Sunday, 8 January 2017

Minstrel ZX80 Clone Video Output Enhancement

There has been a lot of interest in the Minstrel ZX80 clone I announced in the last blog post.
The issue 1 boards were a pretty faithful replica of the ZX80 schematic, and as such, did suffer with the same problem as a real ZX80, a non quite up to spec video signal. The plan was this would be the starting point, get the plain ZX80 working first. Now that's done, it's time to make it better.
The signal from the original ZX80 circuit resulted in the black parts of the picture not being black, but varying shades of grey, and also the whites not really being white, but also a shade of grey, so the picture varied between a reasonable dark grey on white and grey on grey, and on my monitor would cycle between the two every few minutes. Older monitors cope better, it depends on how tolerant the monitor is of the poor signal.
The reason for this is the video signal is missing an element called the 'back porch'. Basically as part of each line of the display, there is a sync pulse, and the picture information. The picture information is meant to be preceded by a short period showing the level black would be, followed by the picture data varying from that level for black to a higher level for white. This is a still from an excellent video by JoulesperCoulomb on a solution to a similar problem on the ZX81, which explains the requirements in more detail.
The signal generated by the ZX80 is lacking this, and goes straight into the video information. The analogue circuitry of older TV sets would cope with this sort of poor signal quite well, but modern LCD TVs have digital processing which needs more information. The ZX80 signal goes straight from the line synchronisation pulse into the picture information, and also the proportions are wrong, the black level is about 40% down from the white level, it should be more like 70%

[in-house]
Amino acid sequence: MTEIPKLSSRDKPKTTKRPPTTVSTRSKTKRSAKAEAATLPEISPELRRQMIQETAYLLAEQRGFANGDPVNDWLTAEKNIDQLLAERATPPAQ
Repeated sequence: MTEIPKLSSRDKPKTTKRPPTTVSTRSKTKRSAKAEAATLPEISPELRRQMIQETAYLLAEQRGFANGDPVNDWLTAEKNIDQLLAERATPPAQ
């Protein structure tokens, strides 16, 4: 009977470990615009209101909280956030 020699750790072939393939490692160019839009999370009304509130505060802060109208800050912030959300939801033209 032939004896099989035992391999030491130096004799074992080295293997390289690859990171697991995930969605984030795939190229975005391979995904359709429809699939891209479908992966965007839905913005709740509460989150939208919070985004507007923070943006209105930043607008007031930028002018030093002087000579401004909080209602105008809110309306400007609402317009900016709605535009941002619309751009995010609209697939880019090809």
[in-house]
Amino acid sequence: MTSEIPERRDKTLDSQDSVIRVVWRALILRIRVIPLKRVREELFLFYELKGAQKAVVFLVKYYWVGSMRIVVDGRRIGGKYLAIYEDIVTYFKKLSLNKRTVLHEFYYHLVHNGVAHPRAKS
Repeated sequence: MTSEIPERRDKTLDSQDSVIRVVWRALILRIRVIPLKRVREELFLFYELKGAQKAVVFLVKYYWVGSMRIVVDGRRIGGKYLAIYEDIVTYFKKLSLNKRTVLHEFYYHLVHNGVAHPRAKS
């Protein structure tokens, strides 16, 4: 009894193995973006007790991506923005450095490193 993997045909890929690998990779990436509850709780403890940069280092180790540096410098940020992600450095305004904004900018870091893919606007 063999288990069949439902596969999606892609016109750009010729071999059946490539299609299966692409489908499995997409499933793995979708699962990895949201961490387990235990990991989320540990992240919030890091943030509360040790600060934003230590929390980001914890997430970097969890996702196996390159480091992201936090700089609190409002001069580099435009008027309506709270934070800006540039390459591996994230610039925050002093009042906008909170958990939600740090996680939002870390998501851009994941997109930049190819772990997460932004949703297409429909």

On the original ZX80 circuit (this extract from Grant Searle's redrawn version), the video signal is a signal with either 0V for black and 5V for white, and sync is 0V when a sync pulse is required, 5V normally. (N.B. these are TTL, so it's not quite 0V or 5V, but good enough for the purpose). These two TTL level signals were merged together with two resistors and fed to the UHF modulator.
On the Minstrel issue 1 board, I kept the same resistors, but fed these to a single transistor amplifier to drive the video output with a 75 ohm impedance matching resistor.
There are various circuits around for solutions to this, mainly for the ZX81. There is more of a problem there as the only signal available comes out of the ULA already merged together on a single pin. On the ZX80, the sync and video signals are available separately, so is easier to do something with those.
This is part of Grant Searle's NMI mode add on for the ZX80, and adds a back porch to the ZX80 signals. It buffers the sync signal and passes it through an RC filter to generate a short negative pulse just after the sync. This in ANDed with the video, which has the effect of making the video signal black for a short period just after the sync, which is exactly what we need.
To test this, I've made some slight modifications to a Minstrel Issue 1 board. I've also added a reset button which has been quite useful.
With that in place, I get a more stable picture, no more fading in and out, but it is quite a grey picture on white. It's better, but not quite there yet.
The trace at the top is the input to the AND gate, the bottom is the new video signal. Compare that to the spec we are looking for and it is a lot better, but there are two problems, one there is a small spike at the start of the back porch, which may affect the level detection, and the ratios are still wrong as it is still using the original values for R30 and R32.
This is my version of the circuit. I have used a 74LS08 quad AND gate. Two gates form the pulse stretcher, and I have used the spare two gates to delay the sync signal slightly to get rid of the small spike. I've changed the two resistor values to make the ratio more like 70%, and reduce the overall level a bit.
The waveform is now more like the specification, there is a back porch, the spike has gone and the ratio of black to white is about 70% of the signal. The width of the back porch pulse is a bit less than 4uS, which again is close enough.
The LCD TV seems happy with this, I get a very crisp stable picture, with deep black giving excellent contrast.